Venepalli: Come October every single report that your hospital is going to generate is going to be under a different set of codes. What are they going to do when they have to compare how that hospital is doing to last year or the year before? They are comparing apples and oranges in some situations.
How do you know? How can you explain your numbers going down or up? How can you use your numbers to predict who you hire or how you should be expanding? This is really relevant for what is happening with (accountable care organizations) and how to you base purchasing. That secondary level of analyses once you are using 1CD-10 may even become more important as a tool to look back at, at least for the first five or six years.
HLM: How can providers best prepare for the transition?
Venepalli: Take your 100 most-frequent billing codes, inpatient and outpatient, and also look at the hundreds you are getting the most reimbursements for and run it through this analysis. What you will find is that the majority of the codes you are OK with and that 18% to 20% of codes are convoluted and maybe incorrect.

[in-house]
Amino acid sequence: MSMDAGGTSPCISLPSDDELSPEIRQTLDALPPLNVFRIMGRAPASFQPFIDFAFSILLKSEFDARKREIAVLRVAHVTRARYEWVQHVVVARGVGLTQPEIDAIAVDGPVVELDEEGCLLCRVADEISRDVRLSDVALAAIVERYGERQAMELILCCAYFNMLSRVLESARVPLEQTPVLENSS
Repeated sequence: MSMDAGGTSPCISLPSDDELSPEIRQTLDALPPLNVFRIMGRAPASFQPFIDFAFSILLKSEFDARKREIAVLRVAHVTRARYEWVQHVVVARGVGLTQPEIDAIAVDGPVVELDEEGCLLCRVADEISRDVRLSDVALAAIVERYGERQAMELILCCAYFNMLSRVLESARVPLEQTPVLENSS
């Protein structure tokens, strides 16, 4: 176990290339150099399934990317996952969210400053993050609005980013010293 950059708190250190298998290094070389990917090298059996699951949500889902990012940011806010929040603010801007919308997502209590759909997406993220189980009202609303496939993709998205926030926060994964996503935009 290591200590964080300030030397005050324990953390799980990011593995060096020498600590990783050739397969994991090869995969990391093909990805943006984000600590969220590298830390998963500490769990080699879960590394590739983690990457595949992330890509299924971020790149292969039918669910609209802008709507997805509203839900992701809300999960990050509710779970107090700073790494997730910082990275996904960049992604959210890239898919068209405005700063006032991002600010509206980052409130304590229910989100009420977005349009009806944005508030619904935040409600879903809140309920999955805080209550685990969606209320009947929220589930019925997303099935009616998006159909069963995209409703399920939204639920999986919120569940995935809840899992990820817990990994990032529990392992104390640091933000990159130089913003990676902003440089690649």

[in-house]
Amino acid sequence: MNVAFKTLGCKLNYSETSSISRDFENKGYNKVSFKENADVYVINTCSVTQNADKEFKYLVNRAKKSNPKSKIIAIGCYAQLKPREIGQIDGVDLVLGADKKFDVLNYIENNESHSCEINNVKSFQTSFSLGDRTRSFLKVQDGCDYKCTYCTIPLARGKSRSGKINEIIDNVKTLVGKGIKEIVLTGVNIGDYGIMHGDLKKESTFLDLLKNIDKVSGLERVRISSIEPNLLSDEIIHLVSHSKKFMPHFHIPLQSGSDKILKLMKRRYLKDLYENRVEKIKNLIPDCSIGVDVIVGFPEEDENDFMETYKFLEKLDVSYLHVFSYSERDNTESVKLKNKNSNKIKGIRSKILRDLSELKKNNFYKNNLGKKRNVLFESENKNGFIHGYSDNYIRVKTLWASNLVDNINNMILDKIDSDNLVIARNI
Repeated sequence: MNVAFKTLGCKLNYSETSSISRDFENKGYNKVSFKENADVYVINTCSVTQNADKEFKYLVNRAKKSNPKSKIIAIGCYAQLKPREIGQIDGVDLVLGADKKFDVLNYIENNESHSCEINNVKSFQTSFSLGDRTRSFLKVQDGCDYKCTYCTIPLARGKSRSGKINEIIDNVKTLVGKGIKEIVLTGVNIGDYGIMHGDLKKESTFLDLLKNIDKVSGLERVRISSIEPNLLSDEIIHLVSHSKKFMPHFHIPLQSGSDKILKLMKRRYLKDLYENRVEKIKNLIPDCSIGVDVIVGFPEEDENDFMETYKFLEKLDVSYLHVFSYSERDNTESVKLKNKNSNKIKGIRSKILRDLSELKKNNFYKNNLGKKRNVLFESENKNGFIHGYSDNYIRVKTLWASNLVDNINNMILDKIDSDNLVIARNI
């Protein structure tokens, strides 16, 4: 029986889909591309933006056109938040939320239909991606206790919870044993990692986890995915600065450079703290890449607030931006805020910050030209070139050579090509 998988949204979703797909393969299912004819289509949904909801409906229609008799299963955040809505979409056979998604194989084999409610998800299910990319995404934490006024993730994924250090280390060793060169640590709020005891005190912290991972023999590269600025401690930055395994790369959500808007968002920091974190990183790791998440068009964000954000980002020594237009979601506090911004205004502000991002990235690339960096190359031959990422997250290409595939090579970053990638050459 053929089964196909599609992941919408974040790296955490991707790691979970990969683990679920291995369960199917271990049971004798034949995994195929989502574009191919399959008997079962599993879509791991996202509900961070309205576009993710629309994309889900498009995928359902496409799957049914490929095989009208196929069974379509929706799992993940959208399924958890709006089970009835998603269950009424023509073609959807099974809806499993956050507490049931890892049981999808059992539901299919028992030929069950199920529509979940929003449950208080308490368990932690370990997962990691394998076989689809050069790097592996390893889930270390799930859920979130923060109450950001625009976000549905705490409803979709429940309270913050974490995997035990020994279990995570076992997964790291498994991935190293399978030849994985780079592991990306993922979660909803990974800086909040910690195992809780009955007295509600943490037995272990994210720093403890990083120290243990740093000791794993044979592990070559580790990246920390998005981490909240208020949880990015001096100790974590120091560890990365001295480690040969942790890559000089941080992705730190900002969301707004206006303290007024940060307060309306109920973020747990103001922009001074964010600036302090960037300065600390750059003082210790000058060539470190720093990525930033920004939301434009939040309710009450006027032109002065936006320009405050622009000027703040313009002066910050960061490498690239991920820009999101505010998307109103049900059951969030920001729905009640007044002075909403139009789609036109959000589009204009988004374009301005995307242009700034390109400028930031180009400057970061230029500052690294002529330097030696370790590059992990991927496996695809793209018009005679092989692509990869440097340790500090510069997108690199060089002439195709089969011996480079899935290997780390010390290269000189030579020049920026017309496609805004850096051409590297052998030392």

This is so easy to do you can do it in an afternoon. Run these codes and wherever you are seeing that the ICD-10 codes are not making sense, or there is some sort of information loss, train your coders, train your billers and physicians to recognize and anticipate that.
Boyd: We have a limited time before the transition and every clinic has a different amount of time to invest in this. If you have 100 codes and it is somewhere between 15 and 20 of codes that are convoluted and you only have a few hours to spend with your staff those are the one you focus on. We are trying to triage the training. You can't spend 100 hours between now and October to train all of the physicians and staff.